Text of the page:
2018 Global Game Jam - Carrier - Part 1: Design

In January, I participated in the 2018 Global Game Jam with a couple of my colleagues. In this post, I’ll be going over the specifics of the design work I did. I will be talking about Unity implementation in Part 2.

Here is a brief overview of the game my team created for the jam.

We came up with Carrier, a four player split-screen PVP game where the players are birds. The players could choose between being the predator (a Hawk) or the prey (a Carrier Pigeon). Hawks had to kill all pigeons in order to win. For the pigeons, only one had to deliver the message to the goal to win.

Our team of five consisted of one 3D Artist, one VFX Artist, two Programmers and myself. My role on the team was Unity Generalist and Game Designer.

Here’s what our build looked like after 12 hours:

For the design of Carriers - since it was a game jam game with the intent of it being fun but simple - there are only two aspects of design: Player Controls/Abilities and Level Design. I had amazing teammates that were focused on creating a complete game loop (playable with Win/Lost conditions). This allowed me to start testing and tuning the game early on.

Player Controls/Abilities

Since it was a flying game, I really wanted to incorporate barrel rolls and loop-the-loops into the controls because I felt it would add depth and fun to the game. Our team decided that those aspects were too complex for casual players and the timeline was too short for implementation. I was reluctant but felt it was a good call in terms of scope.

After I did some testing two things became apparent, aim and speed needed to be added.

The lack of aim or look controls meant the player could only see in the direction they were flying. In our game, the Hawks needed to look around for the pigeons.  The pigeons needed to look for the goal. If the player could only see in the direction they were flying, they would have to pick a direction to travel before they could see if that was the correct direction.

The lack of speed was just as much of an issue as the lack of aim. Without the sense of speed, it did not feel like the player was flying. Also, the player couldn't control how fast or slow they were going. In a PVP flying game, the ability to speed up or slow down provided a crucial layer of strategy in combat.

For these mechanics, we implemented these controls: left stick for looking around, one button for speeding up, another for breaking.

For the speed mechanic, we refined it further with a boost meter that replenishes and had a cooldown if it was completely depleted. In the HUD, I implemented a circular gauge for the speed boost and a speedometer. This way the player could immediately read how much boost they were using and when they were speeding up or slowing down. Once we had these elements in the game player controls started to feel well-rounded!

Level Design

For the level design, the Goal and the Hawk Spawn were set on one side of the map while the Pigeon Spawn point was set on the other side. In theory, this setup would force the pigeon to fly across the whole map to reach the goal. This layout would also allow the hawk to fly directly at the Pigeons and attack them head-on.

After playing some matches with the team, I found the map to be too small and the objective and spawn points needed to be moved around. The problem was that the Pigeons were able to get to the Goal very quickly.  For the Hawk, it was difficult to confront the Pigeons head on. Once the Hawk missed flying at a Pigeon, it couldn't maneuver around for another kill before one of the Pigeons reached the goal. A longer map with better spawn points was needed.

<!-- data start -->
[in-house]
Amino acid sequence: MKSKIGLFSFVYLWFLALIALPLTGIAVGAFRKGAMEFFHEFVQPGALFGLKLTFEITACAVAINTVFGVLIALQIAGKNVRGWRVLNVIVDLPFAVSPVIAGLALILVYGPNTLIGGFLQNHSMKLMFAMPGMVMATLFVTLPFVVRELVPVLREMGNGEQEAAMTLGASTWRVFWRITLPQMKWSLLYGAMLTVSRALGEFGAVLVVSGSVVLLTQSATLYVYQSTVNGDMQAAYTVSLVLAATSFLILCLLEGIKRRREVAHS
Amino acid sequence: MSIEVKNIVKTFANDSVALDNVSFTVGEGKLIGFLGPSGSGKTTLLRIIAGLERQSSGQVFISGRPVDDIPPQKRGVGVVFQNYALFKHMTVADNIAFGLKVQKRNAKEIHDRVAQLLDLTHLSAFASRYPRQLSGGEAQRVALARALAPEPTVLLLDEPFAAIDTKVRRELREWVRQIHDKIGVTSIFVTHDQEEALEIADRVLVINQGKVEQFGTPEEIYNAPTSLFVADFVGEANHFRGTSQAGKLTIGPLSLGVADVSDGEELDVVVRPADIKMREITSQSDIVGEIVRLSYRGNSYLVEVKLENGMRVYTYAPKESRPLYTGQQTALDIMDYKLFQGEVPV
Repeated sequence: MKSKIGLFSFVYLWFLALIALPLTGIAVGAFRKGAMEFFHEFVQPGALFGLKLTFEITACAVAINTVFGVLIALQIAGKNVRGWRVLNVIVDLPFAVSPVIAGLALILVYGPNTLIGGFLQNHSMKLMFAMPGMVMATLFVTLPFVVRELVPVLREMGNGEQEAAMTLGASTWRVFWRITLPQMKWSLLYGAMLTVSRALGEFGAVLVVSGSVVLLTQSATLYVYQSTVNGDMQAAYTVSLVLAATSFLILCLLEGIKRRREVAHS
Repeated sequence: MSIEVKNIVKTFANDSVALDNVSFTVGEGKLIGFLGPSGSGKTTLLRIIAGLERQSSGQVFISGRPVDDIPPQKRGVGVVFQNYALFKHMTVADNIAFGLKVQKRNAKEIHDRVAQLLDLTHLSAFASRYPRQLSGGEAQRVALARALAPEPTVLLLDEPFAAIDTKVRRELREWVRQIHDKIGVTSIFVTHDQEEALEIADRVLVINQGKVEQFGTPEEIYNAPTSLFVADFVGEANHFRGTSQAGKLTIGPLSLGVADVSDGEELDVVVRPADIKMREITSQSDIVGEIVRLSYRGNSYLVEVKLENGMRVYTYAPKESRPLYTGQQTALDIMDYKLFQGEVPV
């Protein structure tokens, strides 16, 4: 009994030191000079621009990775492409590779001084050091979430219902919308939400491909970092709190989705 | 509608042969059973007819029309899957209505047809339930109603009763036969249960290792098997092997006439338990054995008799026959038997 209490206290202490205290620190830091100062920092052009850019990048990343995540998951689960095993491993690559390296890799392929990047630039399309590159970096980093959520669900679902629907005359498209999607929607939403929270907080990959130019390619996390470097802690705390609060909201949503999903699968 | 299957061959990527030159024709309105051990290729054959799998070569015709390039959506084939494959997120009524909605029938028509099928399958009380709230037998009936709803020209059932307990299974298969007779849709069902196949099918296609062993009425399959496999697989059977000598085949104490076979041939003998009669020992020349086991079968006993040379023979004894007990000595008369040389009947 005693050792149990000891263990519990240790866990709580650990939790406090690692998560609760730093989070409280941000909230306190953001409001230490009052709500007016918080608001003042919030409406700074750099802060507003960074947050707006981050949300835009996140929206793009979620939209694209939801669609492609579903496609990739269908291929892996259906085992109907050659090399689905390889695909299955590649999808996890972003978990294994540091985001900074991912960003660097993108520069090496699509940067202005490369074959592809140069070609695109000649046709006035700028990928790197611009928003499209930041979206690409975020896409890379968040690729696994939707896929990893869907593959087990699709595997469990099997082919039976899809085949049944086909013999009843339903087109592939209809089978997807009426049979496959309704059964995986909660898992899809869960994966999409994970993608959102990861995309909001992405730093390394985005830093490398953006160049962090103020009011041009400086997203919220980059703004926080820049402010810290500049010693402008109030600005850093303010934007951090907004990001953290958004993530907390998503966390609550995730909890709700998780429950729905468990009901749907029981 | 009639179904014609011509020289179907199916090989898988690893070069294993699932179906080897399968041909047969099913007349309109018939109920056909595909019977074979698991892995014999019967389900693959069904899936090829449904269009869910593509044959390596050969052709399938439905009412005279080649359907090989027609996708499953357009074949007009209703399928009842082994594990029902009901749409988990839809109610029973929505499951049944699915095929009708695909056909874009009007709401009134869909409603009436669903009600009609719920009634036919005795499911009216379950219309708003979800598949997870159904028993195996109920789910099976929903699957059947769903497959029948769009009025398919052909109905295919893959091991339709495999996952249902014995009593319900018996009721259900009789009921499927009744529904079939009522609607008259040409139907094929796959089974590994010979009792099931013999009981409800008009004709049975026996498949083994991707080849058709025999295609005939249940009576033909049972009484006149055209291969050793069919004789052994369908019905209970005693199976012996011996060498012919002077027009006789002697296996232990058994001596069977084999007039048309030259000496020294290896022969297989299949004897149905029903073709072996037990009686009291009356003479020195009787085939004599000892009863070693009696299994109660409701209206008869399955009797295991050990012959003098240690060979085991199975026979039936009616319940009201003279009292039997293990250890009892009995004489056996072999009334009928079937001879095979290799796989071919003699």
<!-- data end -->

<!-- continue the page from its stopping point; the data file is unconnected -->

The new map drastically increased the time it took for the Pigeon to get to the goal. The new Hawk Spawn put the Hawk at a more advantageous position to attack the birds from the side and from behind. The Hawk also had time for multiple attack passes.


The three biggest changes to add balance to the game were adding open areas to the map, updating how boosting works, and giving the Hawk and the Pigeon different handling.

The map needed different areas to provide risk versus reward for the Pigeon. Having open lanes allowed for getting to the goal more quickly but exposed the Pigeon to the Hawk. Other open areas gave the Hawk multiple chances to go after the Pigeons.

The boosting mechanic was also changed so that it would replenish over time but had a cooldown if the whole gauge was completely depleted.

The programmer who worked with me on this feature exposed these stats to allow it to be extremely tunable. The rate for how long the Hawk and Pigeon could boost and their cooldowns were different. The Hawk could boost for longer, but the cooldown was slower. The Pigeon could boost for short burst, but the cooldown was quicker.


To round out the game we added a few more elements:

Hawk vision - UI tracker was added to the Hawk’s so it would be easy to see the Pigeon

Hawk radar - Pigeon can detect how close a Hawk is with vignetting. The closer the Hawk the stronger the vignette

Upper boundaries – Lower flight ceiling for Pigeons than Hawks, making it impossible for Pigeons to hide by flying above the Hawk

Breaking/Boosting – remapped Breaking and Boosting from face buttons to triggers on the controller so the player never move their thumbs from the sticks

Inverted Controls – added toggles to invert flight stick or look stick with bumpers

It was a lot of fun and hard work with some very talented people. Overall, we are very proud of how the game came together. But don’t take my word for it, you can play it for yourself (Download Here).

Thanks for reading!